On June 11th, Chrissy Dormer and her sister Jacqueline rushed a baby Red Tailed Hawk to Red Creek. Found "helpless in the street" on Howard Avenue in Pottsville, this two week old raptor was covered with maggots. Infected burns were found on her left leg and chest. She was weak and lethargic. 

The matted feathers on the leg in the first photograph are actually active maggots invading the skin under the down.

Peggy and  Lori went to work right away cleaning wounds, removing the maggots and administering fluids. Once hydrated, the hawk was placed on antibiotics to fight the infection.

Within hours this baby hawk became the talk of Facebook. 

Jacquie, a photojournalist for the Republican-Herald Newspaper, posted pictures of the hawk's arrival at Red Creek. Comments, shares and prayers accumulated online while we worked fervently to save the little girl's life.

By the very next day the young bird was visibly stronger. She started eagerly eating and began her journey to becoming a healthy, strong "Bird of Prey."

June 23rd, having completely healed and finished the treatment of antibiotics, the baby Red Tail was placed out in the flight pen. There she joined two adult and three juvenile hawks who would serve as a foster family for the baby. One of the adult hawks is a very aged female Red Tail that can no longer fly.  Having a permanently injured wing from a collision with a car, "Old Mama" now serves as a Red Creek foster mother.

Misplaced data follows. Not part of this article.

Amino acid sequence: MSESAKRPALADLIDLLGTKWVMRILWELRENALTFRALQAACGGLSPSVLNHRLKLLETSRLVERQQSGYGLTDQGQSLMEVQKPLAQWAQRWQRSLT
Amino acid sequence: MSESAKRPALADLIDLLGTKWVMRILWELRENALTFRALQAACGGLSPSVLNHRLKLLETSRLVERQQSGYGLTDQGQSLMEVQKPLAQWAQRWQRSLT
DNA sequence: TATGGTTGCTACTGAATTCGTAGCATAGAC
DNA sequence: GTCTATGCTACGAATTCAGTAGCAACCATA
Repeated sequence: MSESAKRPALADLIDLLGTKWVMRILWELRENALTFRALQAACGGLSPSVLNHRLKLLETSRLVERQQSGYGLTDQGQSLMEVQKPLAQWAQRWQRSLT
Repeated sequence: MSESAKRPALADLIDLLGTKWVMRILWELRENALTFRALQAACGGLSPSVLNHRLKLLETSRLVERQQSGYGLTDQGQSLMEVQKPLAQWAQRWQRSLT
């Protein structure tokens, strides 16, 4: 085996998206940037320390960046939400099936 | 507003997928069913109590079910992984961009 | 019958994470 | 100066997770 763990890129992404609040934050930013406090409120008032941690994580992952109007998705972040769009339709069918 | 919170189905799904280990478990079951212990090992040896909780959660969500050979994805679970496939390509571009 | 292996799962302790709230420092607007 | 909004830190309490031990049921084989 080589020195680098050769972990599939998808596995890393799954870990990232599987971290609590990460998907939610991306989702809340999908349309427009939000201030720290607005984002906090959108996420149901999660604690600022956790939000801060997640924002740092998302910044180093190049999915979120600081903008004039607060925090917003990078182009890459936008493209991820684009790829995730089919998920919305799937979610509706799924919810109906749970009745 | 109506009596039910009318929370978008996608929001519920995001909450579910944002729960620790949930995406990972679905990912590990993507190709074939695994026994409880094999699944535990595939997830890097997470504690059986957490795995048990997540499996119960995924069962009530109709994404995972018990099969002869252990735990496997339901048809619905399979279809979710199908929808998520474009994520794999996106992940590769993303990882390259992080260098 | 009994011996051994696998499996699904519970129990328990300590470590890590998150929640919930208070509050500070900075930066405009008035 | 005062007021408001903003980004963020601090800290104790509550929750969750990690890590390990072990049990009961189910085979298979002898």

By August 1st the baby Red Tail wasn't a baby any more. Now fully feathered and gaining experience at hunting and flight, the bird waited for her time of freedom. On August 22nd, Jacquie Dormer returned with her camera and photographed the release.

It was a perfect day with blue skies and a light breeze as the hawk gently flew up into the trees. She, along with the three foster siblings released that day, remained at Red Creek for several weeks while honing hunting and soaring skills that would ensure her survival.

 As I reviewed the photographs for this article, I noticed something: this hawk had a look of wild determination and ferocity when she arrived, and it never left her face. From the moment she came in, until her release date, that look mirrored her attitude.  Perhaps that is why she healed so quickly and thrived so well... or maybe it was all the prayers from her Facebook followers.